Pine Nut Species

Pines (genus: Pinus) are an evergreen group of coniferous seed plants consisting of approximately 100 species and numerous varieties and hybrids. Different species of pines vary greatly in numerous ways such as (1) seed productivity and commercial uses; (2) seed characteristics such as fatty acid profile, size, shape and colour; (3) nutritional and medicinal value; and (4) taste and textural properties. Despite these differences, they are all merged under the generic name of ‘pine nuts’ when retailed.

Approximately 20 species produce economically viable edible seeds for consumption, of which only P. koraiensis, P. sibirica, P. pinea and P. sibirica are known to be internationally important for their edible seeds. There are, however, other species of pine nuts that are consumed locally where they are being produced.

China has a rich pine flora and produces many species of pine nuts apart from P. koraiensis and P. sibirica. In addition, the Chinese processing plants (where pine nuts are shelled and sorted) also import un-shelled pine nuts from the neighbouring countries of Korea and Russia, then process and re-export them as Chinese pine nuts. The case of Trader Joe’s pine nuts being a ‘product of Russia and/or Korea’ is moot, as 7 samples of Trader Joe’s pine nuts collected contained the same compositional mixture of P. koraiensis, P. sibirica and P. armandii pine nuts (the last of which is responsible for the taste disturbance).

Based on collected reference species, botanical descriptions, physical measurements and industry information, I have identified 8 different commercial species of pine nuts, of which 6 of them are of Chinese origins, 1 from the Himalayan region (G) and 1 from the Mediterranean region (P). These 8 species are shown in the picture below, and the table includes a description of my observations and physical measurements I have performed. Except for U2, the rest were found in at least 1 of the complaint samples received.

Of the 6 Chinese species (A, K, S, M, U1, U2), only A (P. armandii) was found to consistently cause PNS. K (P. koraiensis) and S (P. sibirica) are the good ones that have long been established on the market. These two species also grow in regions of Russia and Korea. The visual differences between the species are rather clear, hence, with a little attention, you could avoid pine mouth! Below’s a guide with more specific descriptions to aid in your identification of the different pine nuts!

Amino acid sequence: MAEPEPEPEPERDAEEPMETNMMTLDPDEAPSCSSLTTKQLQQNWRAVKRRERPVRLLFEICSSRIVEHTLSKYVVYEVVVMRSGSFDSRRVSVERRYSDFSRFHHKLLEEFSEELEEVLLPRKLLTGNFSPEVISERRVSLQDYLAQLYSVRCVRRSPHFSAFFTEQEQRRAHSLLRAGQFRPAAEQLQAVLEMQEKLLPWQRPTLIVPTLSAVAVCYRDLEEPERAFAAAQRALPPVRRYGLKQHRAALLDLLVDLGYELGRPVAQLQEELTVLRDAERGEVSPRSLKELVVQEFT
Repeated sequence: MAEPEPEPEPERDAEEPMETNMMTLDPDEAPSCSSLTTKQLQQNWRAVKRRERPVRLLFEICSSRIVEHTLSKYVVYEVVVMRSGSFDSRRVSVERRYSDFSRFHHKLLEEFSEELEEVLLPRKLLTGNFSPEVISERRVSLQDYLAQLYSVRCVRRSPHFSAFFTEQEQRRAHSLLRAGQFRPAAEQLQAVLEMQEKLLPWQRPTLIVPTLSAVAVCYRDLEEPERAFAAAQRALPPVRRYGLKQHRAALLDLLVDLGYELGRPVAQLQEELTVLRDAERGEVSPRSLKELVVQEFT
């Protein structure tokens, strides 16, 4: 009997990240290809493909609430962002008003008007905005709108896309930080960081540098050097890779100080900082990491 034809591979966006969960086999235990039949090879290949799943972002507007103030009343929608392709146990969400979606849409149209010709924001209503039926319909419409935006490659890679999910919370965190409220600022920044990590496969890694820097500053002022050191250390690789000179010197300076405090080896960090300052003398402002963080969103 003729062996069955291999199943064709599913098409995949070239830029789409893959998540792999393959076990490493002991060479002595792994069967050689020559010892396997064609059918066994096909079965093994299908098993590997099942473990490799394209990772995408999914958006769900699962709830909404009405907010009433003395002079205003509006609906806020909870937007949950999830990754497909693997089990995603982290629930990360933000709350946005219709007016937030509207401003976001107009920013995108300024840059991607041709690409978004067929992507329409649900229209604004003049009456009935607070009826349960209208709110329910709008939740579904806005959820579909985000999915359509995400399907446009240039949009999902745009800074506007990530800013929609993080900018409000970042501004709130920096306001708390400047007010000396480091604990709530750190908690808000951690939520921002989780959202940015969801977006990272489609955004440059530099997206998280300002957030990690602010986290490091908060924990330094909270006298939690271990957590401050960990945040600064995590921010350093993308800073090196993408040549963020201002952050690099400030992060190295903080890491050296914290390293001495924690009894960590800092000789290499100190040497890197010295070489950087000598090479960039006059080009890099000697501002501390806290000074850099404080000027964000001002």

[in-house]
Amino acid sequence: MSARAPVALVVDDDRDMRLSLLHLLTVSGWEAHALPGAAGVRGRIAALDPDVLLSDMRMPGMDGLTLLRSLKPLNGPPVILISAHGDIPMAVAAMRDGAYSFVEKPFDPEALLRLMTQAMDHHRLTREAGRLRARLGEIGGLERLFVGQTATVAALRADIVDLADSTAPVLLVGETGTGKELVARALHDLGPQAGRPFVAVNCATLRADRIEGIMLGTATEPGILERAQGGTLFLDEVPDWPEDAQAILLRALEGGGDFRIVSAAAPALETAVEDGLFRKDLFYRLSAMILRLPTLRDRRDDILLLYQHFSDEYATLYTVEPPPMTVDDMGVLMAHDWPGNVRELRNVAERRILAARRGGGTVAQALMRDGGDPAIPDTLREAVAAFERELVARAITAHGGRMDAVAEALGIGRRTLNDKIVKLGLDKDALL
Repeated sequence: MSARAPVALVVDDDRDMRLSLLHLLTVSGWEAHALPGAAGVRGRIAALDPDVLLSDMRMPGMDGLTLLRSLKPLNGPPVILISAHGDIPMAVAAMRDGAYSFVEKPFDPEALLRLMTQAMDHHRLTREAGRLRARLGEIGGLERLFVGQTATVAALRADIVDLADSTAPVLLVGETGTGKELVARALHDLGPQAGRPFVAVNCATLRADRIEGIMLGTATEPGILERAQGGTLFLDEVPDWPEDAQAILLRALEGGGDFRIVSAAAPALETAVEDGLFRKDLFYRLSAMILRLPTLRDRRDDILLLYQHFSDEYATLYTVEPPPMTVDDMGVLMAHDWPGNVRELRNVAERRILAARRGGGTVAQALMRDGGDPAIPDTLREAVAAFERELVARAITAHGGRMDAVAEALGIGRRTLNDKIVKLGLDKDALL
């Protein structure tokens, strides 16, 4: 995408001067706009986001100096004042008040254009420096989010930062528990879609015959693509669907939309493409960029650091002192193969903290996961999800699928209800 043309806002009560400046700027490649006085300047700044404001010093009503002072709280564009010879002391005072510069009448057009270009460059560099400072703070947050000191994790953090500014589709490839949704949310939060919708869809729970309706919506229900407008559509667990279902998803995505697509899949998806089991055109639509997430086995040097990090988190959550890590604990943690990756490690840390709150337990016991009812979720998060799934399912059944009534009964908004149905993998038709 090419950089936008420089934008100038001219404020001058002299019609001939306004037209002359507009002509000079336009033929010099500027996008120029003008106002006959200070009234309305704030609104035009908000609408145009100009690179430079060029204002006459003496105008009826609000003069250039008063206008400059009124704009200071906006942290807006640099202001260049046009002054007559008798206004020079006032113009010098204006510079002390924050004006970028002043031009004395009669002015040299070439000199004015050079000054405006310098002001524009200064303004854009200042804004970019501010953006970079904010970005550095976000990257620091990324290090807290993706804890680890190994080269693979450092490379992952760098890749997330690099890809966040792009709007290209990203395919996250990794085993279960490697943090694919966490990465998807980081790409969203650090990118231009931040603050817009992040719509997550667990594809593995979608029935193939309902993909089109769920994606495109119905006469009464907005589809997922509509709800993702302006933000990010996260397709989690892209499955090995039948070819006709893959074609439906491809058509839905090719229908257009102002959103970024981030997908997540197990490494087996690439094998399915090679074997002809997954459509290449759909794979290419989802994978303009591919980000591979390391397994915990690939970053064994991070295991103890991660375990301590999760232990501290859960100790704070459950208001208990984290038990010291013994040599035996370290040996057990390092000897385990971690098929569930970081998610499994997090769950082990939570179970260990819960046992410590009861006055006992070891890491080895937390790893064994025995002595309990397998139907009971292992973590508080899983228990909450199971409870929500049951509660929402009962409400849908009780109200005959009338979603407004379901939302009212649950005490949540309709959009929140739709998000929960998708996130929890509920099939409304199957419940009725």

A little personal advice:
To the consumers: look out for K, P and G — these are significantly larger than P. armandii
To the dealers: specify lower seed counts of <800 counts / 100g to exclude P. armandii (range: 900-1300 counts/100g), familiarize with the different species in order to control the delivered stock.

16 Responses to Pine Nut Species

  1. Pingback: Updated Pine Nut Species Page | The Great Pine Nut Mystery

  2. Pingback: Pine mouth drives me nuts | Waallgren.se

  3. sam says:

    (Cross reference to my posts on the remedies section.)

    I looked at the remaining contents of the bag of Tesco PN and lo and behold! a bunch of what look suspiciously like p.armandii per #1photo above.

  4. Pingback: New Journal Publication in Journal of Toxicology! | The Great Pine Nut Mystery

  5. Pingback: Pine Nut Syndrome Thesis Completed: Overview | The Great Pine Nut Mystery

  6. vit says:

    sell pine nuts from the Trans-Baikal region (the most valuable nut in Siberia). Vintage 2011 Price 10 $ kg. Wholesale Party 5-20 tons
    Vitas-xl@mail.ru
    tel +7 924 272 1717

  7. janice says:

    i ate the K type and still got this strange bitter taste in mouth. it happened to me about 2 years ago and didnt know what it was. now it happened to me this week. I am on day 2 and i hate this taste. I am a chef and I can’t take it any longer. Dont know what food I am serving to my guests cause of this horrible taste!!!